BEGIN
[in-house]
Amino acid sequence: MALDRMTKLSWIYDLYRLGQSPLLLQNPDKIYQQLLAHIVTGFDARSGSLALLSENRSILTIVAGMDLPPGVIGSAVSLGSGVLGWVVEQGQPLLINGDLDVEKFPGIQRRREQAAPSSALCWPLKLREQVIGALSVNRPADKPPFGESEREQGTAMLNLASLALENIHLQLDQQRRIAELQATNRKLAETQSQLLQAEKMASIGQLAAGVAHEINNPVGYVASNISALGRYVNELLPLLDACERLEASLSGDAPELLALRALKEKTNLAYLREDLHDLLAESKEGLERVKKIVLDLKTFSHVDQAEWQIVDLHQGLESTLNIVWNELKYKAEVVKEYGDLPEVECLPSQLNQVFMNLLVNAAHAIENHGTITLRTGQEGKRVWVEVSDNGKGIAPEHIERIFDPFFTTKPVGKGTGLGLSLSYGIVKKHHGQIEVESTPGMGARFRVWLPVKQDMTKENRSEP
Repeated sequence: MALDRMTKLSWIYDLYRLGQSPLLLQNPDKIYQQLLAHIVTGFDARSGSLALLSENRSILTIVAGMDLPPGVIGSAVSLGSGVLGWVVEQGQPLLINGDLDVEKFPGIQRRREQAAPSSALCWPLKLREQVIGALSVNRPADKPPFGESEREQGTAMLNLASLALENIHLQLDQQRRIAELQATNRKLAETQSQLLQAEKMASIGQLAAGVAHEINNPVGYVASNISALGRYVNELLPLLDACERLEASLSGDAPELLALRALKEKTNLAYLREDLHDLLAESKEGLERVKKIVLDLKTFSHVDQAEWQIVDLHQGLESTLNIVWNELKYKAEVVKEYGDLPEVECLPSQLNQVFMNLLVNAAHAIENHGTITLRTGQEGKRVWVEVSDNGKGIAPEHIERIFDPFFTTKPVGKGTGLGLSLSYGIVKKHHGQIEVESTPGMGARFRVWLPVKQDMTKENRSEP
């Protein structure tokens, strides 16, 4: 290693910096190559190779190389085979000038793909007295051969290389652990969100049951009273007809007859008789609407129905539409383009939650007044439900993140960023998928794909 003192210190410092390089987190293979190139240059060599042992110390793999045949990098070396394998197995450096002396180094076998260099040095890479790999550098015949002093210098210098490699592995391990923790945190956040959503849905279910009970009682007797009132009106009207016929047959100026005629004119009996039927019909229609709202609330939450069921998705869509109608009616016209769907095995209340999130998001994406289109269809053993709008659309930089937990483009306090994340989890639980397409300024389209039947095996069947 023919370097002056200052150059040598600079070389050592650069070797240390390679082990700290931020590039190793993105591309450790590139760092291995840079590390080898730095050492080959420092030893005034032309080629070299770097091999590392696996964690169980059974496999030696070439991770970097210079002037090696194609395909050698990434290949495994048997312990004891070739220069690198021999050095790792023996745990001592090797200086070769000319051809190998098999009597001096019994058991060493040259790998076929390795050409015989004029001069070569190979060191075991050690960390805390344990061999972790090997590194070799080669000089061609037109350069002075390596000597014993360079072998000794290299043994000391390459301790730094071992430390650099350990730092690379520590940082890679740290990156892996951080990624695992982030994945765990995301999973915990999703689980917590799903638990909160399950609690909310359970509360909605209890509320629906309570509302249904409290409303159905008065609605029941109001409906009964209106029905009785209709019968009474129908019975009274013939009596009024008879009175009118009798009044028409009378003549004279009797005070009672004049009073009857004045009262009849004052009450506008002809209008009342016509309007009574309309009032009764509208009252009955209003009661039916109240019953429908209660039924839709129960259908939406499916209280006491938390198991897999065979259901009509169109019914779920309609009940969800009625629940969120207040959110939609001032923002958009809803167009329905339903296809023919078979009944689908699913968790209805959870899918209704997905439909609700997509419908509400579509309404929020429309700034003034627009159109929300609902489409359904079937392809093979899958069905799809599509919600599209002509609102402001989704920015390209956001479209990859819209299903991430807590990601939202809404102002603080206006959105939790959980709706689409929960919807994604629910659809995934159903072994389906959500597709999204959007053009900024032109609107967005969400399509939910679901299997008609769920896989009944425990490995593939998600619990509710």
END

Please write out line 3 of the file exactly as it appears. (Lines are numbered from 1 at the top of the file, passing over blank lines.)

Repeated sequence: MALDRMTKLSWIYDLYRLGQSPLLLQNPDKIYQQLLAHIVTGFDARSGSLALLSENRSILTIVAGMDLPPGVIGSAVSLGSGVLGWVVEQGQPLLINGDLDVEKFPGIQRRREQAAPSSALCWPLKLREQVIGALSVNRPADKPPFGESEREQGTAMLNLASLALENIHLQLDQQRRIAELQATNRKLAETQSQLLQAEKMASIGQLAAGVAHEINNPVGYVASNISALGRYVNELLPLLDACERLEASLSGDAPELLALRALKEKTNLAYLREDLHDLLAESKEGLERVKKIVLDLKTFSHVDQAEWQIVDLHQGLESTLNIVWNELKYKAEVVKEYGDLPEVECLPSQLNQVFMNLLVNAAHAIENHGTITLRTGQEGKRVWVEVSDNGKGIAPEHIERIFDPFFTTKPVGKGTGLGLSLSYGIVKKHHGQIEVESTPGMGARFRVWLPVKQDMTKENRSEP